Satire is a serious thing, wrote Italian philosopher novelist Umberto Eco. That’s what I tell myself anyway, when I reach for the Alex cartoon in the New Zealand Herald before reading the serious stuff. In the exaggeration behind Alex is the truth of what’s going on in the world of finance, I mutter into my muesli.
So I have followed with interest the Alex cartoonists’ foray into the theme of being openly gay at work. When Nigel and his blushing groom get hitched and head off into the sunset (first class flight, of course) the conversation over that welcoming glass of bubbly goes like this:
“I’m getting a negative vibe here. People in the business world know us individually, but seeing us together I sense they’re being very judgemental. I know what everyone’s thinking.
“What, that if we’re both permitted to be on the same flight it must mean one of us is not that important...
“And if the plane crashed the bank could afford to lose both of us.”
The implication, of course, is that the embarrassment of being seen together has nothing to do with the bankers’ homosexuality, and everything to do with their business status.
But is that really the case? How much is being 'out' at work acceptable?
A new book by John Browne, former chief executive of BP, suggests the reality for executives is not as rainbow-tinted as the Alex cartoon suggests.
Browne, now Lord Browne, was publicly outed in 2007 in a kiss-and-tell media expose by a former lover. He had spent years building BP from a local oil company to an international giant, but had kept his private life utterly secret, believing an openly gay man would never get a senior executive role.
His book, The glass closet: Why coming out is good business, argues that creating a workplace environment where staff feel they can be open about their sexuality is good for business. Staff are are more productive if they aren’t expending energy hiding half of their lives, and the gay consumer is more likely to support an openly LGBT-friendly company.
That isn't necessarily happening. At the end of 2013 there was no openly gay CEO in the Fortune 500; and 41% of LGBT (lesbian, gay, bisexual and transgender) employees in the US (and 34% in the UK) remained in the closet when they were at work.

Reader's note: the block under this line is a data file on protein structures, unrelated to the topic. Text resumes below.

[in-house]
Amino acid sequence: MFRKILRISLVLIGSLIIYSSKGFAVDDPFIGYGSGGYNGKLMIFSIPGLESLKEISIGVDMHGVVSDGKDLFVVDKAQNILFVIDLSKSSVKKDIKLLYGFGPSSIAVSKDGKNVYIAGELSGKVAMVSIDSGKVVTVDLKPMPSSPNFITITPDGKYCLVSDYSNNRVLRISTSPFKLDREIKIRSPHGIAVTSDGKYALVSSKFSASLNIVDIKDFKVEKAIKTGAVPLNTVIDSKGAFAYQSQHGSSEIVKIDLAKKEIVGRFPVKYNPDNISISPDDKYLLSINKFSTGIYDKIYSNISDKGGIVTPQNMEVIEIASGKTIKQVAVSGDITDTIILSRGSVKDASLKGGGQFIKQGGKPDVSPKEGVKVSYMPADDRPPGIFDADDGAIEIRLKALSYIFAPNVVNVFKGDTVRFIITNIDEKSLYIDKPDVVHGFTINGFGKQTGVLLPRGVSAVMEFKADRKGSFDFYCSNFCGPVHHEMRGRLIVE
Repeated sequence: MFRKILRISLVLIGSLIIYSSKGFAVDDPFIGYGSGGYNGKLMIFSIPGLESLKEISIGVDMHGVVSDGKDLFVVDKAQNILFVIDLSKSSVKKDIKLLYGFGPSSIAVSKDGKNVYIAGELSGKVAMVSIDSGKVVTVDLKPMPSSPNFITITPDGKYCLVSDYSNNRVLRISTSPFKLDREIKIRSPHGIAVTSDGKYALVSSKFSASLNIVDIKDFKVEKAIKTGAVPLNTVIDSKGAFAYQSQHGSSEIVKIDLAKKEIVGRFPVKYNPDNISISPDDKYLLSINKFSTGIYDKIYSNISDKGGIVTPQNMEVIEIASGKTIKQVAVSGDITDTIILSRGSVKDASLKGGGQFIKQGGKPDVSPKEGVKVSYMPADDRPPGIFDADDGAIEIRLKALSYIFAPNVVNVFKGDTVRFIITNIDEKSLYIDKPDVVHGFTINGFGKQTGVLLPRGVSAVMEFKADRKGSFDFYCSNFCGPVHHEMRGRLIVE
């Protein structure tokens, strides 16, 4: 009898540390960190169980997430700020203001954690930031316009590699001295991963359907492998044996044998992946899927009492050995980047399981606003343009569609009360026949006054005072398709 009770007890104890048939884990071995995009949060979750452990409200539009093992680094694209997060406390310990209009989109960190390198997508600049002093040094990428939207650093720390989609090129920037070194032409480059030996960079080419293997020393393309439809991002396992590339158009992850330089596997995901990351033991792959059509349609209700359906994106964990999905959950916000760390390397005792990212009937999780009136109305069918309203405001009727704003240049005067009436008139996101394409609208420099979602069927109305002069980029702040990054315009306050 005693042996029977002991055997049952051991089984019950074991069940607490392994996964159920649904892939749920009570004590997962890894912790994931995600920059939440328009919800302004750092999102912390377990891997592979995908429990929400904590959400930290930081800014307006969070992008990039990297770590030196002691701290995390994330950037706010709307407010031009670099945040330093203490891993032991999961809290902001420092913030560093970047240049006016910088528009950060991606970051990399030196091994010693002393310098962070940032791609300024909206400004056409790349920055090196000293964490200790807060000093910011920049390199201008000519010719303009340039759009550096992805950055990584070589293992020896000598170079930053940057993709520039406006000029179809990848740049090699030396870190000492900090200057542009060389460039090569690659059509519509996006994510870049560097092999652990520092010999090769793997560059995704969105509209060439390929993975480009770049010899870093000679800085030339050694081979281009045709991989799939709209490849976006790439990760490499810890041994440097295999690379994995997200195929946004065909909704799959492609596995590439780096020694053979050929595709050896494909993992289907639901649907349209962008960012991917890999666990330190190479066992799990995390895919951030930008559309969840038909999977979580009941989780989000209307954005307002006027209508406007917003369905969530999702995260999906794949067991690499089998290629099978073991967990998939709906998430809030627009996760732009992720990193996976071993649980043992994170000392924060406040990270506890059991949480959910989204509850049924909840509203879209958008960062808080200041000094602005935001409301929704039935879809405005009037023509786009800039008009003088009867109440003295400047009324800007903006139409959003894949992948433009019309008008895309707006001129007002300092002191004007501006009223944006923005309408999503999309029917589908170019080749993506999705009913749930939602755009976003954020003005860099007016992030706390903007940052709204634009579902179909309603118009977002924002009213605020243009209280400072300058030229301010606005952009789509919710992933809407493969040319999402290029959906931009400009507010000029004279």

Perhaps more damning was a US study where two fictitious CVs were sent in response to 1,800 job applications. Within each pair of resumes, one applicant listed experience in a gay student group; the other said they had been part of a left-wing organisation. Otherwise the CVs were similar. The study found "gay" candidates were 40% less likely to be invited to an interview than straight ones.
Browne's book comes at an interesting time for New Zealand. A newly-launched "Rainbow Tick" LGBT-friendly business accreditation scheme is in the process of signing up its first half-dozen or so companies, including grunty organisations like SkyCity, ASB, AUT University, Westpac, Coca-Cola and Simpson Grierson.
Just as important, long- needed research on the workplace environment for LGBT employees in New Zealand is due out any day. Results from the study, which involved interviews with more than 1000 Kiwi employers and employees, were still under wraps as this column went to press. But preliminary findings suggest New Zealand has at least as far to go in the area of LGBT acceptance as its US and European counterparts.
The number of gay and lesbian staff who feel able to be out at work is no greater than overseas, says Michael Stevens, whose not-for-profit Affinity Services commissioned the research. That is around 35%-40%.
And he notes an important disconnect between how the (mostly straight) bosses see the workplace environment, compared to the reality from their LGBT employees' perspective.
"There is often a lot of goodwill and expectation from the top that the organisation has an inclusive culture. But that is often not the reality for LGBT employees on the ground," Stevens says. Although mainstream New Zealand is pretty tolerant in areas like gay marriage, and management thinks all is well, there are a number of real practical problems which stop LGBT staff feeling included.
And that's a shame. ⋅